The ABCC has taken Court action against the CFMMEU and seven officials alleging the union mounted a concerted campaign to coerce a Victorian building company to make a CFMMEU enterprise agreement.
The ABCC is alleging the union’s campaign in 2021 saw CFMMEU officials attending the contractor’s worksites on most workdays over a three-month period, often remaining on site throughout the day.
During that time union officials issued 400 right of entry notices and caused wide-scale disruption to work on the contractor’s projects. In the 18 months prior to the campaign, the CFMMEU had only issued 40 right of entry notices to the company. That number was exceeded within the first two days of the union’s campaign.
Comments made during and after the campaign indicated that the CFMMEU wanted the contractor to make an enterprise agreement. After a meeting between the contractor and the CFMMEU during which the union explained why they wanted the contractor to sign up, there was a “cease-fire” to allow the contractor to consider agreeing to make an enterprise agreement.
The ABCC’s Statement of Claim alleges that on multiple occasions during the campaign, CFMMEU officials contravened right of entry laws, including during the following incidents:
- On 17 March 2021 at a construction project for three new apartment buildings in Alphington, CFMMEU official James Simpson turned off a generator without any notice, which shut down power to the whole site and created a safety hazard including shutting off the site’s evacuation system. Work was stopped on the project for the remainder of the day.
- On 23 March at a hotel/apartment project in Collingwood, CFMMEU official Gerald McCrudden stood on the driveway blocking trucks attempting to enter the site. When asked to move Mr McCrudden, said words to the effect of: “I can stand wherever the f**k I like.”
- On 13 April at a residential apartment project in Croydon, Mr McCrudden and Jason Deans entered the project by a rear gate despite signage indicating only authorised personnel could enter. They remained in a “no go” zone through which trucks would drive, despite site personnel asking them to leave, return to the main entry and sign in.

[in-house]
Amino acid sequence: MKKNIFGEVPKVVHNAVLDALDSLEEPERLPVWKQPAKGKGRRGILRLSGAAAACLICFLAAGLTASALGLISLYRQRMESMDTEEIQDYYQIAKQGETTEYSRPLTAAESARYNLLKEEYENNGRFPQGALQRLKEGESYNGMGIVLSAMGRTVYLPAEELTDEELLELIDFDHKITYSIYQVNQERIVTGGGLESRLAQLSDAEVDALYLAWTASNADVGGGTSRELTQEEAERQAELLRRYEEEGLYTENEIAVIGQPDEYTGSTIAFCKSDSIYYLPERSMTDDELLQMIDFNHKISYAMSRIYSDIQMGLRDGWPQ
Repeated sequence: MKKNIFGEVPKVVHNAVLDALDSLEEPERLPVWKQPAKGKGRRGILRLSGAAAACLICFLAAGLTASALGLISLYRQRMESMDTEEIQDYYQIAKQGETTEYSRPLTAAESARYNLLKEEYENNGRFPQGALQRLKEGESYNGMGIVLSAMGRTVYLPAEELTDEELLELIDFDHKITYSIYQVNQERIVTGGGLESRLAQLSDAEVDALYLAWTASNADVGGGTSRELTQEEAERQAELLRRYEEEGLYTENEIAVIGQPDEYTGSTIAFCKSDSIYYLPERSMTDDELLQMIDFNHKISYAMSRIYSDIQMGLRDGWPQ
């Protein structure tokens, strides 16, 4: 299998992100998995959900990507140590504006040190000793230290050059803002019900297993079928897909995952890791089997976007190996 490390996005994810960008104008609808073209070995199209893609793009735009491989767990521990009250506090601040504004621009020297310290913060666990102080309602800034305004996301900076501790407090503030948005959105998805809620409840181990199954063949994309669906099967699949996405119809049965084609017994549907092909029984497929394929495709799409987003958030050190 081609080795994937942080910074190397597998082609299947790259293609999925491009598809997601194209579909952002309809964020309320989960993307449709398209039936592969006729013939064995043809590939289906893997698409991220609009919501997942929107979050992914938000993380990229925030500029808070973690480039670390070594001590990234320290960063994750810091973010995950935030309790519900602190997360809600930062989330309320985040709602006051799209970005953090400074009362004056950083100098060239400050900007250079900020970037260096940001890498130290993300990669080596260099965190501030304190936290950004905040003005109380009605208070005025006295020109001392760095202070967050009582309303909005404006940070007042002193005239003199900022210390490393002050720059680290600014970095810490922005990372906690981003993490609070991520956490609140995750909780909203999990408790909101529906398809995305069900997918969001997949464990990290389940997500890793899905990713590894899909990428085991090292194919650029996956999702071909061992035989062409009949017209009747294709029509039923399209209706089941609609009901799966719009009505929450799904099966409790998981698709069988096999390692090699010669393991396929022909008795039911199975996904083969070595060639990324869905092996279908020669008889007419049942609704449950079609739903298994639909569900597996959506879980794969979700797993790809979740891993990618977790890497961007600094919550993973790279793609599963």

- Over 14 and 15 April at the Croydon project, three CFMMEU officials entered construction zones in which excavators were operating and refused to leave despite repeated requests by site personnel. On one of these occasions, CFMMEU official Paul Tzimas walked up to an operating excavator and caused it to stop work.
- On 4 May at the Croydon project, CFMMEU official Jaxson Mahy accessed a site manager’s computer without permission and took a photo of its contents.
The ABCC is alleging the union’s campaign was unlawful, illegitimate and unconscionable, citing:
- The high volume of right of entry notices and entries by CFMMEU officials which were disproportionate to any reasonably suspected safety concerns or interest in an enterprise agreement.
- The wide-scale disruption of work across the company’s projects; and
- The impact on the mental health of its employees.
The ABCC is alleging the CFMMEU and a number of its officials breached sections 499 and 500 of the Fair Work Act 2009.
The ABCC is also alleging that by organising and engaging in the campaign with the intent to coerce or apply undue pressure to the company to agree to make a building enterprise agreement, the CFMMEU contravened s.54 of the Building and Construction Industry (Improving Productivity) Act 2016 (BCIIP Act).
The maximum penalty for a contravention of the Fair Work Act is $66,600 for a body corporate and $13,320 for an individual.
The maximum penalty per contravention under the BCIIP Act is $222,000 for a body corporate and $44,400 for an individual.
The ABCC is seeking personal payment orders against all seven named CFMMEU officials: James Simpson, Gerald McCrudden, Peter Clark, Jason Deans, James Harris, Jaxson Mahy and Paul Tzimas.
The ABCC will submit that Court imposed penalties be paid personally by the officials and not be paid or reimbursed directly or indirectly by the CFMMEU or through crowd funding.